The School Facility



The preschool is loaded with fun and stimulating opportunities. The activities are all designed to provide for the natural development of basic skills that a child needs to learn by the age of 5 years old to be ready for kindergarten. The uniqueness of this program is the emphasis placed on parent education and a developmental approach to education for the children.

The school is divided into five areas:



Front room: (Area 1) The emphasis of the front room is imaginary play. Singing, music making, dancing and role-playing take place here as part of the daily routine. The child of the working parent responsible for the front room may help decide on the activity. Often activities relate to weekly themes. For example, the children help to build a rocket or space ship (out of a versatile climbing structure complete with decorative accessories and space travel equipment) in the front room when planets and space exploration are being studied. Blocks and trains are also favorite activities in this room. A parent may also choose to do an art project in this room.


Kitchen: (Area 2) Activities such as cooking and art projects take place simultaneously in this room. The kitchen offers a variety of art mediums to help strengthen small muscle and hand-eye coordination: clay, play dough, scissors, glue and various textured medium. The parent responsible for the kitchen also prepares a nutritious snack for all the children.


Science room and doll/role-playing room: (Area 3) In the science room, parents are encouraged to prepare simple science experiments to heighten the children's interest and exposure to science. Children enjoy experiments in static electricity, water density, color explosions, fossil identification, animal care, puzzles, pattern recognition and sorting. This room is also the school library which contains hundreds of books for the children to enjoy. The school pets live here.

For the PMers, the child whose parent is working in area 3 can become "author of the day". There is a story box with stickers. The child dictates a story to the parent, and decorate each page with colorful stickers and/or drawings. Children learn about the process of making a book the meaning of the words author, illustrator, and title - all important literacy concepts.

The doll room is actually a play house with a loft, kitchen, crib, table and chairs. Children are able to transform themselves into their favorite heroes and heroines with dress-up clothes, shoes, hats, capes, and many accessories (jewelery, magic wands, etc).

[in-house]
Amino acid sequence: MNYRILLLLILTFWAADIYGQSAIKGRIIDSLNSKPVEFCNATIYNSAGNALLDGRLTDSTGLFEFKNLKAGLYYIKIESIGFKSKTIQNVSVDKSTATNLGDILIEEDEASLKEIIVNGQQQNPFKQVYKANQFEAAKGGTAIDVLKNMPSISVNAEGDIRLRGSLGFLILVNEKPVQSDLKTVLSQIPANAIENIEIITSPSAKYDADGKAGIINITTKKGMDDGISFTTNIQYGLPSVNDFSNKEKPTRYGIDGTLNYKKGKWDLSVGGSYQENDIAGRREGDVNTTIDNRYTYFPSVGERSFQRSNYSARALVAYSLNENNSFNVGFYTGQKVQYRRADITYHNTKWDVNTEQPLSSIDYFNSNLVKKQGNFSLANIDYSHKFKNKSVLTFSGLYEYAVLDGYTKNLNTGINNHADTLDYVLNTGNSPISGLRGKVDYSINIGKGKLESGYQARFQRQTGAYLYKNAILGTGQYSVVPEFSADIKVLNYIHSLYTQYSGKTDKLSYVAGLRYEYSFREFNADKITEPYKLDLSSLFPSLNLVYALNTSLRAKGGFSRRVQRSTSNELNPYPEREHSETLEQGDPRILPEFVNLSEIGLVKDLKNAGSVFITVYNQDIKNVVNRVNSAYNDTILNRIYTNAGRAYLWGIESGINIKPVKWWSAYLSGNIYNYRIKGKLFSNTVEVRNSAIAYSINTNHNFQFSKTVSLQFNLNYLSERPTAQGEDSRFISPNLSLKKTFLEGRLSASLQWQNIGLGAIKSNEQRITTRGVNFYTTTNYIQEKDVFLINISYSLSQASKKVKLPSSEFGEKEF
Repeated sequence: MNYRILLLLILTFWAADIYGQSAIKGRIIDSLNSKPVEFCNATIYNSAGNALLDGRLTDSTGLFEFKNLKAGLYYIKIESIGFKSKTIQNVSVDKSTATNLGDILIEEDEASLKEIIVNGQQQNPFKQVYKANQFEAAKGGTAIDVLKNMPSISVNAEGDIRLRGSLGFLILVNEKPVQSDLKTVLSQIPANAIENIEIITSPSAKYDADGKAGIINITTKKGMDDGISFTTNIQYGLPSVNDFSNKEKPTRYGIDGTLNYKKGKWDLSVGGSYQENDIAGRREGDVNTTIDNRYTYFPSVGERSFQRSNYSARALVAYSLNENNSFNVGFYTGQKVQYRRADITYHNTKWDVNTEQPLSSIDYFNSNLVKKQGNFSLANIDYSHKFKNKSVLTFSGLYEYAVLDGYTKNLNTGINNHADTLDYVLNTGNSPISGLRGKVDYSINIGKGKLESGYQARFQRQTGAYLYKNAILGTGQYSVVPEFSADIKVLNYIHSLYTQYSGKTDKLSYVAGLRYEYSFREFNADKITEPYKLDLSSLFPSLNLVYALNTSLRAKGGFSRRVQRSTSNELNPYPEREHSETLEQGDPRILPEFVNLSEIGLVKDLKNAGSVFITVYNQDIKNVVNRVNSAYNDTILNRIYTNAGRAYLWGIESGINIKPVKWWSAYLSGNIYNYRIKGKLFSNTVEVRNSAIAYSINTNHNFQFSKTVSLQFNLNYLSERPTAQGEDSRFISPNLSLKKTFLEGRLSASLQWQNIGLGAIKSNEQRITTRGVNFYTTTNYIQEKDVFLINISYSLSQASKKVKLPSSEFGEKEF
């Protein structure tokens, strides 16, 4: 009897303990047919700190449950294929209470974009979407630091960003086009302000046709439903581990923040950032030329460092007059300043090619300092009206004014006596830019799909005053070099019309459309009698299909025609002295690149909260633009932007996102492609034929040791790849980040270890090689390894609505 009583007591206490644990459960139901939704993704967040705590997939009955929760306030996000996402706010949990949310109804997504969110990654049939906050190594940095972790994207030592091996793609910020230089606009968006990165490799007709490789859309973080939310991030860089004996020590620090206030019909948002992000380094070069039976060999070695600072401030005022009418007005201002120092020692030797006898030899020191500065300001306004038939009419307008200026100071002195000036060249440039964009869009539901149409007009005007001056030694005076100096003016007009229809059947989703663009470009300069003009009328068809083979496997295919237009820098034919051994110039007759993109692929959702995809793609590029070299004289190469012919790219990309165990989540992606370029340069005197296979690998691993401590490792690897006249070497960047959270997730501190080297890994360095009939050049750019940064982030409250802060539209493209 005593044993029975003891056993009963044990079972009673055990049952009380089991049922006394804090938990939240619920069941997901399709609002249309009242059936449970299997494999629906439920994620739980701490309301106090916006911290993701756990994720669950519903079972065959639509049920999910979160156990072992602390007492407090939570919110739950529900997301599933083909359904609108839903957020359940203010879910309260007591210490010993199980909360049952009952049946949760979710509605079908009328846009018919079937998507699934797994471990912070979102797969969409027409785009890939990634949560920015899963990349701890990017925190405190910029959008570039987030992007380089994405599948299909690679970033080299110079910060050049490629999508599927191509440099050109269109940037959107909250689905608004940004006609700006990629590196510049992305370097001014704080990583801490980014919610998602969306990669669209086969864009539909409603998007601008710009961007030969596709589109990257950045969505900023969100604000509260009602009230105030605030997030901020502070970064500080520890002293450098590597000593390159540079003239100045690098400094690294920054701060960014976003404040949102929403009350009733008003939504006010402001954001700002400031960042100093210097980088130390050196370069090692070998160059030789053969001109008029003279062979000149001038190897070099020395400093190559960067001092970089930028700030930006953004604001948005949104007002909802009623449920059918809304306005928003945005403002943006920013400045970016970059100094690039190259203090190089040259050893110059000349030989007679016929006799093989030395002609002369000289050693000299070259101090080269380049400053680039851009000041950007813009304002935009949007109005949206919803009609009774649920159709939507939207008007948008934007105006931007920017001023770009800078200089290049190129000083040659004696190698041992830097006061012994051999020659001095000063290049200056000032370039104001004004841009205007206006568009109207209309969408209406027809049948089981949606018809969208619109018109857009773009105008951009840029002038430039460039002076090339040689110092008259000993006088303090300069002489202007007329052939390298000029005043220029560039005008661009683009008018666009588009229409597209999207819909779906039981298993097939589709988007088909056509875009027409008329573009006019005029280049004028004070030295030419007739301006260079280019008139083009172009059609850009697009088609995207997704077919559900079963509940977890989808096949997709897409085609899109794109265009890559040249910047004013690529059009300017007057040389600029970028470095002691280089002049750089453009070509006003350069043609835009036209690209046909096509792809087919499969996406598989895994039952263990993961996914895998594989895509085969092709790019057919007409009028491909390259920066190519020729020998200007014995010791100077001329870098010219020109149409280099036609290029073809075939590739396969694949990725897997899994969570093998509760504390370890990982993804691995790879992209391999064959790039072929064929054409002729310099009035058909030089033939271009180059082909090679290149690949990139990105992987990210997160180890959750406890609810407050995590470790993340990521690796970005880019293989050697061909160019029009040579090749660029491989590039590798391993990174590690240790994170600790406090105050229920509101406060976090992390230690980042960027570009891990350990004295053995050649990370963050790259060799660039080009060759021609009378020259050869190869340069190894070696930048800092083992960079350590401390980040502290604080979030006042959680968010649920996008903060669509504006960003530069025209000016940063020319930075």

Back yard: (Area 4) This is where most children spend their time on sunny days. On rainy days, the children are allowed to go out, if they have proper attire. There are multiple opportunities for developing large motor coordination here including: tricycles, scooters, a sandbox with a digger and attached playhouse, and a VW bug permanently parked (without wheels) for climbing and pretending. A large play structure provides opportunities to slide and climb. A water table is filled when the weather is hot for children to play with various water toys such as small plastic whales and boats. A rope that kids imagine to be a vine hangs from a tree and is a favorite for many kids.


Front yard: (Area 5) The front yard has swings, slides, and climbing/ bouncing structures, painting easels, and a carpentry area. The carpentry area is closely supervised as children learn to handle hammers, nails, vices, manual drills and saws. The children gain a great deal of confidence as they handle "grownup" tools. They develop hand-eye and small/large muscle coordination through carpentry. There is also a wet/dry tray for touching different textures such as seeds, dried coffee grounds, rice or dirt. A small vegetable and flower garden provides opportunities to plant, dig, and harvest for the children. They also learn about the natural process of composting by using and visiting the worm bin.